New textiles present new design opportunities and styles. The pioneers of these fabrics are the ones with a mindset that is about looking out, broader thinking that is more than the latest thing on the runway, which is how we got into the whole fast fashion mess in the first place, blindly following fashion trends without stopping to ask: Who makes my clothes? How are they made? What are they made from?

I believe consumers want to make informed choices, and more and more we will see those choices reflect their personal philosophy – whether that’s about the environment, social change or how they express themselves.

Faye: They say nothing worth having is easy, what have been some obstacles for you along the way?

Graham: What’s the other saying? If it was easy anyone could do it? For us, having limited knowledge of the  clothing industry meant that we were blissfully unaware of just how challenging it would be to take on an established industry. We had a ton to learn, but we learnt fast! There are lots of moving parts to clothing manufacture and we were producing our products in several different countries, so controlling our supply chain was at times a real challenge.

One upside for entrepreneurs coming into an industry on a steep learning curve is the lack of constraint. You don’t know the old processes or the usual way of thinking. That knowledge is a double-edged sword. I believe great change is created with fresh thinking and looking for new directions. It’s hard to be held back by the status quo when you don’t know what the status quo is. Often you hear ‘it can’t be done’ or ‘we don’t do it that way’. My response is always, ‘why not?’

The greatest obstacle we faced was during the production phase of our Kickstarter campaign for The Greenest T-shirt on the Planet. Our production partner had to close their business and we were left with rolls of fabric and hundreds of unfulfilled pledges. Often production schedules are booked out months in advance and we were pushing the delivery deadline already. We had to find a factory that could quickly create samples for approval and then move directly into a full production run – all in another country. We also had to tell our wonderful supporters that there would be a delay in delivery. Rather than make up excuses and blame others, we decided to let everyone know what had happened but also take the chance to be very open about the challenges we have had to overcome during the company’s lifetime. What we learnt was that our community didn’t mind that there was a delay in delivery, what they wanted to was to share in the journey and be part of the experience – upside and downside.

My love Lee and I rocking our Kusaga tees the day we picked up my engagement ring!

Faye: Aside from fashion, how has sustainability morphed into other aspects of your life and what are your tips for people who want to become greener?

Graham: Being one of the voices for a more sustainable planet has become a huge passion in my life. I imagined a scenario in the future where I’m sitting at a family gathering, with hopefully with some grandchildren, and realising I had done little, if anything, to leave the world in a better place. I didn’t want to be that person. The one who had a chance to do something about climate change, and didn’t act.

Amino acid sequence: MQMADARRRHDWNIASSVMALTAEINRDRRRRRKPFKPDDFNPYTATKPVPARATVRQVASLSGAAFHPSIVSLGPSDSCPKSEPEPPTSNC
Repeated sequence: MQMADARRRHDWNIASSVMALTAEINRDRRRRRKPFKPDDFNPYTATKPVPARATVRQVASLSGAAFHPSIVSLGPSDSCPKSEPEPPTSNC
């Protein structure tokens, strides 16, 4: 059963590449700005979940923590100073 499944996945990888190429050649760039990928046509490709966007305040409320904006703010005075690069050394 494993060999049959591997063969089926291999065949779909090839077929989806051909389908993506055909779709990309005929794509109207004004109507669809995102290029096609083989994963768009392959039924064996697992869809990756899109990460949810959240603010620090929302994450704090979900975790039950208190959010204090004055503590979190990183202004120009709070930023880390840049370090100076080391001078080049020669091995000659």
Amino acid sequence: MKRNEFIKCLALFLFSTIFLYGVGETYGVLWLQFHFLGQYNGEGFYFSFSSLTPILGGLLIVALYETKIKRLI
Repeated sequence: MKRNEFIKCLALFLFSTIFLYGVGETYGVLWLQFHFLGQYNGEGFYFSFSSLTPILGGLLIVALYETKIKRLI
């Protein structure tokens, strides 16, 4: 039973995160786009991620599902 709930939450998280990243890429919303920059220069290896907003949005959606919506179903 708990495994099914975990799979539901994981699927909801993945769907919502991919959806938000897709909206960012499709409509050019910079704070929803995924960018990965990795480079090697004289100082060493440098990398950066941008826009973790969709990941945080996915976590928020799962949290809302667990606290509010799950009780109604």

For me, in the beginning I had to be continually aware of my lifestyle, but after a time, like all habit changes, you don’t even notice how you behave. Simple things, like skipping the packaging when you buy things, carrying around a reusable water bottle or a keep-cup for your coffee is a new normal for us. At home, my daughter has a 100% plant-based diet, and gradually the rest of the family began to eat less meat and other animal protein, while discovering new foods and new ways to cook old staples. It’s been an amazing discovery we’ve shared as a family.

To read more head to the Kusaga athletic website

Make Fashion Great Again

April 21st, 2017 | no comments
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Wearing the ‘Greenest Tshirt on the planet’ from Kusaga Athletic! Jeans by Outland denim, super ethical and all about helping women less fortunate.

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Striped trench coat by Lois Hazel, honest womens wear made in Melbourne. Tee by Citizen Wolf – these guys are all about small runs and bespoke tailoring. Jeans from Outland Denim

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Love this bag from The Hides, an Australian brand focused on sustainable manufacturing. The accessories are all a by product of the beef industry and come from reputable tanneries.

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Might Good Undies! Certified Fairtrade and Organic cotton goodness for your cheeky be-hind!

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A close up of this fantastic bag from The Hides

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Citizen Wolf stripe tee, I chose the mens for that comfy slouchy fit and did the same with oversized jeans from Outland denim. Belt by the Hides